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Put the Puritans in Charge of the Punchbowl

by Arvind Subramanian, Peterson Institute for International Economics
and John Williamson, Peterson Institute for International Economics

Op-ed in the Financial Times
February 11, 2009

© Financial Times

The Greenspan "put"—the idea of Alan Greenspan, former US Federal Reserve chairman, that monetary and regulatory policy cannot prick asset price bubbles but should deal with the consequences when the bubble has burst—now looks dangerously quaint. Such "asymmetric" policy responses are out. But if they are to be replaced by more symmetric, countercyclical policies, then explicit or implicit target or guidance zones for the prices of all main assets—shares, housing, exchange rates, and perhaps even oil—are unavoidable.

The intellectual justification for the Greenspan put—articulated by Ben Bernanke, the current Fed chairman—was that identifying equilibrium levels of asset prices is difficult; and policy tools to prick or limit bubbles are limited. The unmentioned but perhaps real rationale is a kind of implicit market fundamentalism: Markets value assets best, and even if markets make mistakes, policymakers can never be sure in advance whether and to what extent mistakes have been made.

However, the wreck that is today's financial system is testimony to the catastrophically flawed nature of that doctrine. Policymakers have no choice but to have a view on what constitutes a reasonable or equilibrium level of all asset prices. Of course, determining such levels is subject to uncertainty. The most it is prudent to contemplate is that policymakers should determine not reasonable levels but reasonable zones for asset prices. One of us has in the past argued for exchange rates to have target zones with a margin of 10 percent around the central estimate. Perhaps that is too narrow, and perhaps it is unwise to specify hard target zones with an obligation to intervene to prevent rates moving outside them, but it is wrong to say there are no guides for where targets should be set.

In some cases, one must take account of rapid productivity growth or the discovery of oil. In other cases, real currency values remain pretty constant over the long run. If the rate of real dollars per real pound departs far from historical levels, one knows that it will revert. It is silly to pretend that we are totally ignorant. Otmar Emminger, former Bundesbank president, used to say that, while he could not identify an equilibrium exchange rate, he could certainly tell a disequilibrium rate. We are asking no more than that the authorities should think in advance about what disequilibrium rates for asset prices look like and seek to keep rates from straying into such realms.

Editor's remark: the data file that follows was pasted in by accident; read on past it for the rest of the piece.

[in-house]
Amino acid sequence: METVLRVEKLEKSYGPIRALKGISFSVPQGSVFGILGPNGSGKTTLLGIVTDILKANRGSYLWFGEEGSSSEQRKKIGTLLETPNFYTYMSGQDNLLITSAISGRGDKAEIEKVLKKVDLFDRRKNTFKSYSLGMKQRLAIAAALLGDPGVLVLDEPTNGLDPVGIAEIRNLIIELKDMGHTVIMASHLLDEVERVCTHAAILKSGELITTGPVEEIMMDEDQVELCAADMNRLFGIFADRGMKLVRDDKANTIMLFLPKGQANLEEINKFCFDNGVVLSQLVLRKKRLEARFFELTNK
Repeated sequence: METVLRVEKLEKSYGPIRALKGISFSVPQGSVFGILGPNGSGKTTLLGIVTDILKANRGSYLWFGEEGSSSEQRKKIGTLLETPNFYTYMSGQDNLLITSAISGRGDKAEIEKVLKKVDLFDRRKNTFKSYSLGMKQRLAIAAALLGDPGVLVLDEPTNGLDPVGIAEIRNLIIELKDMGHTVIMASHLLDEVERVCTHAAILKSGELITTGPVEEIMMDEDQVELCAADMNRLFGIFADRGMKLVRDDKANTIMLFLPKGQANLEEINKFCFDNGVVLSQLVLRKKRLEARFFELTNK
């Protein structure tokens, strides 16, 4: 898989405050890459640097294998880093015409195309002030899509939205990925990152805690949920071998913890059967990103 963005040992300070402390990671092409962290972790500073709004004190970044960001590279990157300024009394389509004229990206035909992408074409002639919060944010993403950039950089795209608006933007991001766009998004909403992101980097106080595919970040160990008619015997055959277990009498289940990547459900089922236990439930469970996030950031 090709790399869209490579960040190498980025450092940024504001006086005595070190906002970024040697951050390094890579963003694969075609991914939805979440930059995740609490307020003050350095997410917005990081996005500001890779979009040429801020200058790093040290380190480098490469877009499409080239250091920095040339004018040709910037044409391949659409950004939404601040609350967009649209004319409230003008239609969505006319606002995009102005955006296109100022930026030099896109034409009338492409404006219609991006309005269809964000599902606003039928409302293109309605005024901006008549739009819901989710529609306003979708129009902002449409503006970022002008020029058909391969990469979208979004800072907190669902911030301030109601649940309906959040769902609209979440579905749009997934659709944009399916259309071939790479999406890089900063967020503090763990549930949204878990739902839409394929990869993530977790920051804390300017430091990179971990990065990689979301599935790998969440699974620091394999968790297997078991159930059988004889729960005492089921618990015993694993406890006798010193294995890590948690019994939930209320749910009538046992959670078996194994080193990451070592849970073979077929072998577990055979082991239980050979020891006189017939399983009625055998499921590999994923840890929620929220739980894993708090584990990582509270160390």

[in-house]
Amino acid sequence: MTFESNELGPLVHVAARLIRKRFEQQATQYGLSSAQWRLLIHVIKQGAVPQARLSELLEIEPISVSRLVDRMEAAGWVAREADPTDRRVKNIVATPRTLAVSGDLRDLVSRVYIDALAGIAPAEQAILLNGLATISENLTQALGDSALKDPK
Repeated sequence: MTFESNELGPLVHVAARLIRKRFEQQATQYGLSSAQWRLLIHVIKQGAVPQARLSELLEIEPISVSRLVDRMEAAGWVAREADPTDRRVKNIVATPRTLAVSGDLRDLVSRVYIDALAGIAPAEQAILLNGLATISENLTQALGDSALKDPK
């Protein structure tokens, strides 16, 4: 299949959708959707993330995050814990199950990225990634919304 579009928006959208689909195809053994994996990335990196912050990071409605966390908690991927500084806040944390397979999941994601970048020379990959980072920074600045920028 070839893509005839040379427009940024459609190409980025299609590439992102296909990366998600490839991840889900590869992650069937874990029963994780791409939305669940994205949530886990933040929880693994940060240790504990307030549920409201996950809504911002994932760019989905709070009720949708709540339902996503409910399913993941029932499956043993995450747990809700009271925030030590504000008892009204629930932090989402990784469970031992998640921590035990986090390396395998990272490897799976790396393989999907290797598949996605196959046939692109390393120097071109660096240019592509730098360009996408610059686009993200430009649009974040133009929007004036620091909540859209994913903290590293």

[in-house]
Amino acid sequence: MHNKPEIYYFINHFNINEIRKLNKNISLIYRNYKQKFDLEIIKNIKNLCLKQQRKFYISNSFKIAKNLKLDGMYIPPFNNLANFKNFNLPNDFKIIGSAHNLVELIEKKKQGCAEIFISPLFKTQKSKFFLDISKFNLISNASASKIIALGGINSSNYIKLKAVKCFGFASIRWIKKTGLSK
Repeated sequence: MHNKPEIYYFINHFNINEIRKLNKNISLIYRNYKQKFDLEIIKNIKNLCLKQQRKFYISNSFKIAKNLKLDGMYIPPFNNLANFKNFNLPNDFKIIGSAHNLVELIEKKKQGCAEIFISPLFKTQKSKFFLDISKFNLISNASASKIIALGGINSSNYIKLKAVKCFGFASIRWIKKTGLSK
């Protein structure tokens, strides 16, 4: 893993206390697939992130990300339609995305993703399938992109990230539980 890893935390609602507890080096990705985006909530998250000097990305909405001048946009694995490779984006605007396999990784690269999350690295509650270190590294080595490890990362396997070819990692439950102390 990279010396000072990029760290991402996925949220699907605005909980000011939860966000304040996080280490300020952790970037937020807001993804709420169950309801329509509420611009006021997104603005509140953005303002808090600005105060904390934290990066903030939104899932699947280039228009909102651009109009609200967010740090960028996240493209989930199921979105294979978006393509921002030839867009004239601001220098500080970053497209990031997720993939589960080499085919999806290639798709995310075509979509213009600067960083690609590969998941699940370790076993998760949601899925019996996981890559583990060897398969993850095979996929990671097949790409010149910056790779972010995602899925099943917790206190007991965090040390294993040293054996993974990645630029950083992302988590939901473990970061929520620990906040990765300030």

The width of the zone should certainly vary depending on the asset and the associated uncertainty in determining equilibrium asset price levels. Note that history provides guides for assets other than exchange rates: When house-price/income ratios, or price/earnings ratios depart far from historical levels, they revert. One might accor­dingly think of a zone for house prices of, perhaps, plus or minus 30 percent; and for equities of, say, plus or minus 40 percent; and, more controversially, for oil of, say, $40–80 per barrel. Some might balk at trying to set floors for asset prices. But proposals in the current crisis, from government purchases of equity to lowering mortgage interest rates in order to prevent housing foreclosures, amount in effect to setting floors.

Even zones this wide would have called for action—on exchange rates, house prices, equities, and oil prices. A key question is obviously: What action?

The corrective action would depend on the nature of the bubble. It could be either national or international. For example, if the departure relates to the exchange rate, coordinated intervention might be warranted. In the case of oil, cooperation between the main oil exporters and importers might be necessary. Or, if sharp increases in asset prices were concentrated in some sectors, directed prudential policies (such as greater provisioning, higher margins, or tighter capital adequacy standards) or higher taxes would be called for. If, however, increases in asset prices were more broadly based and related to credit expansion generally, tightening monetary policies would be a more appropriate option.

The guidance zones should be made public. They would provide a signal that departures from these zones would elicit policy action. These actions should become stronger the greater the departures, in strong contrast to past behavior in the exchange market, where a successful attack on a publicly announced margin was rewarded by a withdrawal of the authorities.

Policymakers must combine paranoia and puritanism: paranoia about sharp departures of asset prices from reasonable levels and puritanism in taking away the punchbowl (by tightening prudential and monetary policies) to prevent the bubble from becoming intoxicating. Policy should strive to be as anticyclical as good judgment and common sense will allow, and hence more symmetric than Mr. Greenspan argued for. Mr. Greenspan wanted to address the hangover. It is surely better to avoid drunkenness.


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